Best Practices for Online MarketingThe Internet economy is in disarray. Content sites, business-to-business exchanges, back-office vendors and other companies involved in the new era of Internet-enabled marketing are in collapse.
In general, buyers and sellers are getting information and services they need, but companies expecting to service them have been disappointed with their online profitability. What they are missing are connections. Bubble marketing is a new, networked model for online marketing that leverages existing, trusted relationships to market products and services. It satisfies the three key constituencies for effective online commerce: It provides marketers with a large, receptive audience, buyers with relevant offers from Web sites they trust, and Web sites with a profitable business model that recognizes the lifetime value of their customers.
Now is an especially opportune time for Web sites to consider a new marketing technique. Limited by the cost per thousand-based pricing of banner advertisements, many have looked to e-commerce opportunities as their solution. However, this approach fails to fully leverage their most valuable asset: trusted relationships with millions of members who, because they are seeking value-added, specific information, have volunteered rich, deep data on themselves.
The most popular sections of Web sites such as zdnet.com, vertical.net and webmd.com are opinions and ratings of products and services. As buyers become more proactive and research the options available to them, these sites present unique opportunities for marketers to establish relationships with well-qualified prospects. How can a third-party marketer target these prospects without violating privacy and trust in the Web site?
A soap bubble provides a simple metaphor for privacy. What can pass through a bubble without popping it? Some light, perhaps. Once pierced, it can never be repaired. A customer's relationship with a Web site is as fragile as a bubble. Personal information about customers must be held "inside the bubble." If it is released, the trust is broken and can never be recovered.
This fragile bubble must be kept intact by the maintenance of privacy, objectivity and quality information. As long as it is intact, the value of the trusted relationship is maintained and can be safely repackaged and monetized using a range of techniques.
Online customers are increasingly aware of the vast stores of information collected about them. Surveys, questionnaires, customer service requests and Web site registrations all request wide-ranging personal and corporate information. Certainly, a small fraction of these fields of information are necessary for any one vendor interested in reaching a specific audience. Which ones? Does a manufacturer of a cholesterol medication need to know whether a doctor has a large practice? Or does a software vendor's Web site need to know whether a prospective customer is interested in golf?
The answers depend on your perspective. Marketers would prefer to have the ability to target based on the most information they can get. If asked directly, online users generally say they prefer that no personal information is made available to marketers. The opportunity for progress comes at the intersection of these perspectives: If customers perceive value in sharing their information with a trusted third party for specific benefits, then they are willing to do so.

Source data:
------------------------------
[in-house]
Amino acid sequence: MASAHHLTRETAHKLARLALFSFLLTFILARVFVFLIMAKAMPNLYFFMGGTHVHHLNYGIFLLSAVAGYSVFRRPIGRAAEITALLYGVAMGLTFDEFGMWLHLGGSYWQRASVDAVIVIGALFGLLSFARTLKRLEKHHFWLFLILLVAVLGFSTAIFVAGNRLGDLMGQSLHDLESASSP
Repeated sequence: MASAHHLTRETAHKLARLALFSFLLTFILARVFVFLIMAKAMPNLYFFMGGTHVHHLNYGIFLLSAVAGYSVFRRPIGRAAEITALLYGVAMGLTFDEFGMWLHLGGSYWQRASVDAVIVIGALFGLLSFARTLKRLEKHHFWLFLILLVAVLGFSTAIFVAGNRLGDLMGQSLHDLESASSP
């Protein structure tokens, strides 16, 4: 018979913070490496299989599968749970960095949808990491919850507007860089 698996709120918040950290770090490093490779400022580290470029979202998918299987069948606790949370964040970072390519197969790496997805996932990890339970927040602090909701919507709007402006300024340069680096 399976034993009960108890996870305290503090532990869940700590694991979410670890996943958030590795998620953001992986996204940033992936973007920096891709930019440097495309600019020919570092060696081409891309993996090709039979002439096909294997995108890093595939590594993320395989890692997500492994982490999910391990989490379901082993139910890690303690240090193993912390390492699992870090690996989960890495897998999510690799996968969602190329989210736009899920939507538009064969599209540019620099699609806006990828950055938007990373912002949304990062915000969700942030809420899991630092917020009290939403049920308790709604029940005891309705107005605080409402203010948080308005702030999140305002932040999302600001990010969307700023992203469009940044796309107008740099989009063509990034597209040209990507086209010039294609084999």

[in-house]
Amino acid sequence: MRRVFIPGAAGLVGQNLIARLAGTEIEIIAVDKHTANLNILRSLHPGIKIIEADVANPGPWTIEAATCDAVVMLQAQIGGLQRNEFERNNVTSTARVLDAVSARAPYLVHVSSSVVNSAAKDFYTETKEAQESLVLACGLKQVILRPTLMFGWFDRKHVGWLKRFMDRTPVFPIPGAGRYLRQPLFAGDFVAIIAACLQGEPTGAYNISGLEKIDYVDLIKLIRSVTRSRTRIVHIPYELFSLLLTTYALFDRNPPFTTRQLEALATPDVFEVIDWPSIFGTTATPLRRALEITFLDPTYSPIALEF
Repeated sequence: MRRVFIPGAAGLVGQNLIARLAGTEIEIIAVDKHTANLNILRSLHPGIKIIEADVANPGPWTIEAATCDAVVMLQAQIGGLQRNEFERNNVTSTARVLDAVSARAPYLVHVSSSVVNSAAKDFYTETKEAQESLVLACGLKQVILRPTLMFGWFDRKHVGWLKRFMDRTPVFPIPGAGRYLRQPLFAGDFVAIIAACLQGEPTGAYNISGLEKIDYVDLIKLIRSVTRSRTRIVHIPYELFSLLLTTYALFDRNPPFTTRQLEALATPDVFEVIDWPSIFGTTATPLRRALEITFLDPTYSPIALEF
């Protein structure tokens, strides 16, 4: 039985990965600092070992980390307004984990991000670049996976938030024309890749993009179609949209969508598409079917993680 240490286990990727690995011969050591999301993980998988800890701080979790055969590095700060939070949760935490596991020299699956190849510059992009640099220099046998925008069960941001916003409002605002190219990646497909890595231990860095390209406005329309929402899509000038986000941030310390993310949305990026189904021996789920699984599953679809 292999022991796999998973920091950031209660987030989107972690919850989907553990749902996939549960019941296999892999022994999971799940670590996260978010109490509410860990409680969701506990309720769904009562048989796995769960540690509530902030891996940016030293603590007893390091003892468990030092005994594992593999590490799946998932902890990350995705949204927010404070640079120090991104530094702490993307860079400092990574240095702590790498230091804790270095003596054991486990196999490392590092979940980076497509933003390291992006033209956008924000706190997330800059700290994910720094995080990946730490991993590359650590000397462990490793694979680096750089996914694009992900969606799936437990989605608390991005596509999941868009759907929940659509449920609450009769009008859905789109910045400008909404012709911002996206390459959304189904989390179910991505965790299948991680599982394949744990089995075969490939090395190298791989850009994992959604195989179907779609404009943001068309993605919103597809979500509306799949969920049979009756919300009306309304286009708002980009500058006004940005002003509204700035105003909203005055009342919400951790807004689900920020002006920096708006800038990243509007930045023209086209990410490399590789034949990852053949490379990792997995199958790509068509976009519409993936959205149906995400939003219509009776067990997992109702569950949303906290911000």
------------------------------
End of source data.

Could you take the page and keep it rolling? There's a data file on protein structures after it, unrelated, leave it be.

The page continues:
With bubble marketing, communities of customers are concealed within a privacy-safe bubble managed by trusted Web sites. These sites aggregate information so as to conceal any individually identifiable information, but still provide research, targeting and tracking tools for third-party marketers. These marketers then can analyze customer populations in aggregate and develop targeted message and offer strategies to encourage trial, improve compliance or other marketing objectives.
Five key steps allow online communities to enable bubble marketing:
· Build the bubble. Define clear boundaries beyond which individually identifiable information cannot be accessed. Audit any aggregate data that you may distribute to ensure that it cannot be reverse-engineered to determine customer and prospect identities.
· Don't burst it. Evaluate internal business practices and chain-of-trust partnerships to detect and avoid potential privacy violations.
· Always ask permission. Online users need to be educated as to the value from and the risks of sharing their information. Remind them each step of the way of your responsibility and theirs.
· Deliver compelling value. Do not waste your precious customer relationships on information and offers that are not relevant.
· Tell them when they will burst the bubble. Make customers fully aware of actions that they may take that will take them outside the bubble. Make sure they are free to choose when and if they leave.
Trusted Web sites hold enormous potential for privacy-safe marketing. Web site visitors have self-selected themselves based on interest in specific topics, and the Web sites themselves are making enormous investments to build traffic and position their sites as trusted intermediaries to deliver information. Though marketers interacting with Web site customers in a bubble lack access to name and address information, they can analyze and target based on any segmentation criteria collected by the Web site.
Bubble marketing lets marketers establish privacy-safe virtual customer relationships in the context of trusted Web communities. Customers and prospects gain the peace of mind that their interactions are managed by a trusted third party, yet benefit from information and offers relevant to their condition.
This new generation of marketing provides the best of all worlds: flexible targeting, customer opt-in and strong privacy.